Approx. 20 questions


Paper 2

2 Comprehensions

Explorer went to Antarctica and saw red sky and amazing views – most found quite hard. eg. what colour sky – 10-12 multiple choice questions

Classroom in Winter

Gave you where people sat, some people stuck in snow – 10-12 multiple choice questions – mixed views of difficulty – questions like which statement must be true, why was blackboard tilted diagonally, why were socks hanging from fire.

Missing words

Missing words in 2 passages (about 18-24 in each); 10 minutes – first easy – about plane landing in Hudson River, example words tr—-r (trader), damage, extinguisher, through, weapons. Second one hard – about Viking travellers from Norway – example Denmark.

Quick maths

25-30 questions in 10 minutes eg. ordering fractions, lots of algebra

3D shapes

About 22-26 questions in 10 minutes – questions about shapes from different angles and rotated round

Notes: Key Changes from 2008

  • hexagonal lattices disappeared to be replaced by analogies
  • about 3 examples of this turned into this, and this turned into this, so what will this turn into….

King Edward exam November 2008

Paper 1


56 questions in 12 minutes.

36/38 Straight synonyms/ 20 antonyms. Multiple choice. Difficult. Sample words – evaluation, orthodontist, nurseryman, wound, inferior, content, subdued, clemency, debrief, precarious, vicarious, perplexed, apprehensive, physiotherapy, subterranean, conclusion, superfluous, polarity, nauseous, frivolous, altitude, trivial, emerge, pigment, covet, antiquity, tranquil, drought, passive, incision, bewildered, device. This is an area not tested at school so, even if your child is regarded as good at English, they may find this exceptionally difficult.

Maths Data Interpretation

Graphs, routes, timetables, magic squares, puzzles, fraction work (not adding so much as showing an understanding of). Test their ability to read and interpret information. Some questions are as much logic as maths. Good reading skills required as well as excellent maths ability. Very hard. 25 minutes. 18 questions with sub-sections to most. Very few pupils finished all of the paper.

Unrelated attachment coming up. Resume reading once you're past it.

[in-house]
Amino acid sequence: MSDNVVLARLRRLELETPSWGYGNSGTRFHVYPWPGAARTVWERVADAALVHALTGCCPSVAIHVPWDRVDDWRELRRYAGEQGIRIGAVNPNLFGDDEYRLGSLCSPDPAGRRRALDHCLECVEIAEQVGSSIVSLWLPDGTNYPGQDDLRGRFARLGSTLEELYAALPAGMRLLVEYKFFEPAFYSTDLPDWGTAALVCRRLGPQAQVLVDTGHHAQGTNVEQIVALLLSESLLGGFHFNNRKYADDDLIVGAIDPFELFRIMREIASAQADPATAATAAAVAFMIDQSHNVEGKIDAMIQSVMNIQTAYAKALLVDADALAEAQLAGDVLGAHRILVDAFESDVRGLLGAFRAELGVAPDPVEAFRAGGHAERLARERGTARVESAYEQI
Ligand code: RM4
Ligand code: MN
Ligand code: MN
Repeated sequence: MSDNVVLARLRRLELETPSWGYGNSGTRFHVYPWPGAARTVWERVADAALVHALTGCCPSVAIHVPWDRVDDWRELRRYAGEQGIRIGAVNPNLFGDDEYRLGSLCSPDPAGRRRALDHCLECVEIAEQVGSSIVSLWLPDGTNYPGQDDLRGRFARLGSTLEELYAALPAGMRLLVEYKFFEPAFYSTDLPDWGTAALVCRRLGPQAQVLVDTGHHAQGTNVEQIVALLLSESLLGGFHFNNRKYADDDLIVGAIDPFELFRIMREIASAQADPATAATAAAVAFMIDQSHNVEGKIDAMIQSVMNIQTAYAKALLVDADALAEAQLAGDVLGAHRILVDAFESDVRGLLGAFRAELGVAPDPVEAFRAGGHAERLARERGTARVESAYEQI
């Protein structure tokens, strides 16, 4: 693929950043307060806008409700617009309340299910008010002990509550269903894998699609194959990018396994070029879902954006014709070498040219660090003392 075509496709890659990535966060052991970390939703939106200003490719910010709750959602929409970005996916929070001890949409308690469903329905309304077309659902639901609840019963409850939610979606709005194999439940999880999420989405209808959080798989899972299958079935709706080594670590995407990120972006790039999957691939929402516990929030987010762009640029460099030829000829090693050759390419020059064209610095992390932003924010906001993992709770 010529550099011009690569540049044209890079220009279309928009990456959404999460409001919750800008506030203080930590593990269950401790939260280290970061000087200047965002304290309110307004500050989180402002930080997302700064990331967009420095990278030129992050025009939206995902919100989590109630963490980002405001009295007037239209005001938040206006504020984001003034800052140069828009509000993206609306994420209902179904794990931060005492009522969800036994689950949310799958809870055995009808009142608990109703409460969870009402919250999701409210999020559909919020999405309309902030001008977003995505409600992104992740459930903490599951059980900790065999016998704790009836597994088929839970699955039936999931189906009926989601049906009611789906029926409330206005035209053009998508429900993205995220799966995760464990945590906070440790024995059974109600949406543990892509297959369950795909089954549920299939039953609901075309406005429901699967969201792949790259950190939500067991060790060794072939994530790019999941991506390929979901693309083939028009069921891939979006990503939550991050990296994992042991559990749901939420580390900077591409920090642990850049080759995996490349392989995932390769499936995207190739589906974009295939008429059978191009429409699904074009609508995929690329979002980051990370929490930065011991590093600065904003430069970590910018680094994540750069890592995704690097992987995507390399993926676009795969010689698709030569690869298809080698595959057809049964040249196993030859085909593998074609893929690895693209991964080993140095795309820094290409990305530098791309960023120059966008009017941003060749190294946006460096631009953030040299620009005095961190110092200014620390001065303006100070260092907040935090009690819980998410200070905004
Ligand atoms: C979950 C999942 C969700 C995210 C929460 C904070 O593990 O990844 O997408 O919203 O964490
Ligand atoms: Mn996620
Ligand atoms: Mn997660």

Non Verbal Reasoning 2

A lattice of 6 hexagons around a central hexagon. A pattern connecting all hexagons, apart from one with question mark. Select the most appropriate to go in this space. 12 minutes. 20 questions


Paper 2


Two passages. Fictional test on Druid in search of magical fish. Non-fictional on Barcelona and buildings. 25/30 questions.

Missing Words

Cloze tests. No words given, just letters and dashes of words missing from passage. Most children found quite hard to work out what words were appropriate. Example of words were traders, farming, robbers, clever, ample. Approx 25 to 40.

Quick Maths

About 12 minutes. About 40 questions.
Fractions, ordering fractions, decimals, algebra, powers of e.g. x = 3 ½ what is 4x + 2

Non Verbal Reasoning

3d models of cubes connected together. 4 or 5 at top of page, some with markings on. Then a list of questions, each with a 2d arrangement of squares. The children had to say which of the 3d models was the 2d drawing a view. 20 questions.

Note: Information based on postings and correspondence from various parents and children.

King Edward exam November 2007


Boy escaping from palace guards. 12 Questions. Multiple Choice. SATs Level 5 readers found it easy, Level 4 considered it hard.


Spelling, punctuation (no speech again), English grammar. Passage was hard but mistakes weren’t. Not the basis of a comprehension this year.


Several 3d models of cubes (think Lego) given at top of page. Then list of 2d views. Had to say from which 3d model the 2d view came. 20 questions.


25 Minutes: Data interpretation. Routes, timetables. Speed/time problems. Money problems. Fraction problems. Test their ability to read an interpret information. approx. 18 questions with subsections to most. Very few children finished this section this year.